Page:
Technology continues to transform insurance in developed and emerging markets alike. The dramatic increase in the volume, granularity and timeliness of data – plus the ability to share and analyse it – have opened up opportunities for the insurance sector to serve its customers better, faster and more comprehensively.
As examples, the use of satellite data and other platforms to facilitate parametric (index-based) insurance is transforming the mechanics, deployment and risk-management role of insurance globally. Satellite technology allows for a more effective means of gathering data on certain types of risks that affect individuals in both emerging and developed markets. In addition, the proliferation of mobile phones allows insurers to connect directly with a greater number of new market participants, reaching previously uninsured or under-insured populations, and thereby enhancing resilience.
But technology is only a tool. It does not transform unaffordable or ill-suited insurance products into attractive, highly sort-after insurance products. And technology can only be used where it is available; where customers have the means, knowledge and confidence to use it, and where its use is compatible with existing laws and regulations.
For those most at risk in emerging markets, technology can help develop and deliver insurance solutions to close the global protection gap. This paper follows the publication of a similar paper last year by the IDF on the use of technology in connection with sovereign and sub-sovereign risks. In the preparation of that paper, we recognised that there were some unique issues surrounding the use of technology and micro-insurance which deserved separate examination.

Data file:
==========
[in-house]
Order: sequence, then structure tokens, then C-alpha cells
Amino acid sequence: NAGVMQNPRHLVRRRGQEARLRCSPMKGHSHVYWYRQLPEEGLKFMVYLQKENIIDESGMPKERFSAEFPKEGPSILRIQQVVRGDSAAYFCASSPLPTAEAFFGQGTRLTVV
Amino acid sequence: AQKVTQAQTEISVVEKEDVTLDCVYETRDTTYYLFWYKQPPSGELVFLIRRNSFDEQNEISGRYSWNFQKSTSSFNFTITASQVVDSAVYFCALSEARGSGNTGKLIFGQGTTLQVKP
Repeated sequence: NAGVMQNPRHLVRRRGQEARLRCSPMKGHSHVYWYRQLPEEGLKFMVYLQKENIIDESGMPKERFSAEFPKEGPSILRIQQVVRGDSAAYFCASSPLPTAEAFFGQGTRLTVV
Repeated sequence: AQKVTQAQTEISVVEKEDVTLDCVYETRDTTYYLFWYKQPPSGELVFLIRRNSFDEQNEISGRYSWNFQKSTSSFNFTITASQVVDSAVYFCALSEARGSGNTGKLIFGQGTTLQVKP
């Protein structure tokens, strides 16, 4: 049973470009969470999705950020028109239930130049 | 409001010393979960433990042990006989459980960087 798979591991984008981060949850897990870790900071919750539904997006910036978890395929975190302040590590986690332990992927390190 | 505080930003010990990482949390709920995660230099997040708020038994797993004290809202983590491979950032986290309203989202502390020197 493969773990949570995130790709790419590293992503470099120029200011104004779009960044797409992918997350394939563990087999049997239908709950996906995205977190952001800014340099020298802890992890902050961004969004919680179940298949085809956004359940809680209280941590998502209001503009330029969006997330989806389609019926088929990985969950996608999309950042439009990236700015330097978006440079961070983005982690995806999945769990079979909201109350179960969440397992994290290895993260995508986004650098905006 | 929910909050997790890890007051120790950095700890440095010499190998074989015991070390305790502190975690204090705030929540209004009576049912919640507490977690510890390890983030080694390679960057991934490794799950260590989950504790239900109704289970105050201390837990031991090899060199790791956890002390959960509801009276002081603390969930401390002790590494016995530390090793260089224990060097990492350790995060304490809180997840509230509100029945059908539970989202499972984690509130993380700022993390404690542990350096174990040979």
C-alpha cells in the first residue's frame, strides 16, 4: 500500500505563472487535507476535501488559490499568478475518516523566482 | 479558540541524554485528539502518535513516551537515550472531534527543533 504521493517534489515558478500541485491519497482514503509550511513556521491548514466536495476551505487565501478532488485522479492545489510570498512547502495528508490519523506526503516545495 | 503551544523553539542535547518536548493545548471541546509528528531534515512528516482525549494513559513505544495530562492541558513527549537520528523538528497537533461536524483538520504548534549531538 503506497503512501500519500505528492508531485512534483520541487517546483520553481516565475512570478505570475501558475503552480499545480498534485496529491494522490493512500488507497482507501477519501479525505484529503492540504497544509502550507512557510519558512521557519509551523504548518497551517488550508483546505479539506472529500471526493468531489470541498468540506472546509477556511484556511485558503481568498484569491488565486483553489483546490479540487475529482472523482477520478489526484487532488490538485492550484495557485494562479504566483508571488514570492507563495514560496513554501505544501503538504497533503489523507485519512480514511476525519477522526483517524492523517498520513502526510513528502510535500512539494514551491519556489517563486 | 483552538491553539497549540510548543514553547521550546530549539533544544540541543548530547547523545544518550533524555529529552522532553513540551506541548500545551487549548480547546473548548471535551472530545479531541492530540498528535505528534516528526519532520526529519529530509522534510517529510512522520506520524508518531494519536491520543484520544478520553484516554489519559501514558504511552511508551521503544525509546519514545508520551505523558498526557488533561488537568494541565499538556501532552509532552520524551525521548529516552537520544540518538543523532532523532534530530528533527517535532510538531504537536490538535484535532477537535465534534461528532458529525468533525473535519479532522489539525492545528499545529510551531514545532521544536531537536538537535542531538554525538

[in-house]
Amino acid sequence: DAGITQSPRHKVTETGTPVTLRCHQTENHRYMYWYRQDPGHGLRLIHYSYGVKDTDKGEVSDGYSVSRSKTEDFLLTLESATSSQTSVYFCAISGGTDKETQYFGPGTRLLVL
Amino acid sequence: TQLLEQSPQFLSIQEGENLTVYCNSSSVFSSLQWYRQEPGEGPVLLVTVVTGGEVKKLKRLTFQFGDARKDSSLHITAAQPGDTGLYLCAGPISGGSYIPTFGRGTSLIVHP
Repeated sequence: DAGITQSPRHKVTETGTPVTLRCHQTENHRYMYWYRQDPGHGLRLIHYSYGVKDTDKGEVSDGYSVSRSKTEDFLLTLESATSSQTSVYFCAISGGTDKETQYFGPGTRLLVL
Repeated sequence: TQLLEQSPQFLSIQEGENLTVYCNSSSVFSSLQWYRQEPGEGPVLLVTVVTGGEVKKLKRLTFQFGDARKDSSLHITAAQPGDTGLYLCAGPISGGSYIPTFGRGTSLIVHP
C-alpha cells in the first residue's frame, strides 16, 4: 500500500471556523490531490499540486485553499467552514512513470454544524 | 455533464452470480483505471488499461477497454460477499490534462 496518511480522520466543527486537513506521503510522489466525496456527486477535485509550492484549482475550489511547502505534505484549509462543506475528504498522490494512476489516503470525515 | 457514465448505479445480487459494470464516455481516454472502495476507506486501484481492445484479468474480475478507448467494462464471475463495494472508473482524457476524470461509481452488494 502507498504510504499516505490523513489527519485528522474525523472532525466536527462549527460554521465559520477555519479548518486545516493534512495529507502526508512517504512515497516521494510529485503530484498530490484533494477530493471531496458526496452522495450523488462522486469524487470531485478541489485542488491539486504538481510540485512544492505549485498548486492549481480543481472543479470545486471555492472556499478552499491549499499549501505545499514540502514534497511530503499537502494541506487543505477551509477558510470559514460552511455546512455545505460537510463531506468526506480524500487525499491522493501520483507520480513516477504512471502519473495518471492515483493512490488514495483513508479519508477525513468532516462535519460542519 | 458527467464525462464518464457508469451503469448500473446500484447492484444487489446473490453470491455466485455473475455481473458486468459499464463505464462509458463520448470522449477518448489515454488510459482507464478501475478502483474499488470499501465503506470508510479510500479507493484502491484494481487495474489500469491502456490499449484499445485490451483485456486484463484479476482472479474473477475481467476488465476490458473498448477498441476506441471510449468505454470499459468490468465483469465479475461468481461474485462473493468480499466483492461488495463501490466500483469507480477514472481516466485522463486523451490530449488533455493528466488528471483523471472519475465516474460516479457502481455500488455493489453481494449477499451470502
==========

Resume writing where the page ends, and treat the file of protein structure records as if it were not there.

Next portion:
By micro-insurance, we mean insurance products which are suitable for individuals or households making between USD$2.00-$20.00 per day on a purchasing power parity basis.
Accordingly, this paper seeks to address this market segment, i.e., the lower end of the economic spectrum, while also including the important emerging middle class in many markets. It also seeks to highlight and discuss the issues that will help determine success or failure in addressing this market, including the role of the public sector and of laws and regulations in supporting the development of tech-enabled solutions. Throughout this document, we will illustrate various challenges faced in adopting existing law and regulation, or regulatory architecture to emergent technologies, while including examples of innovative regulatory responses.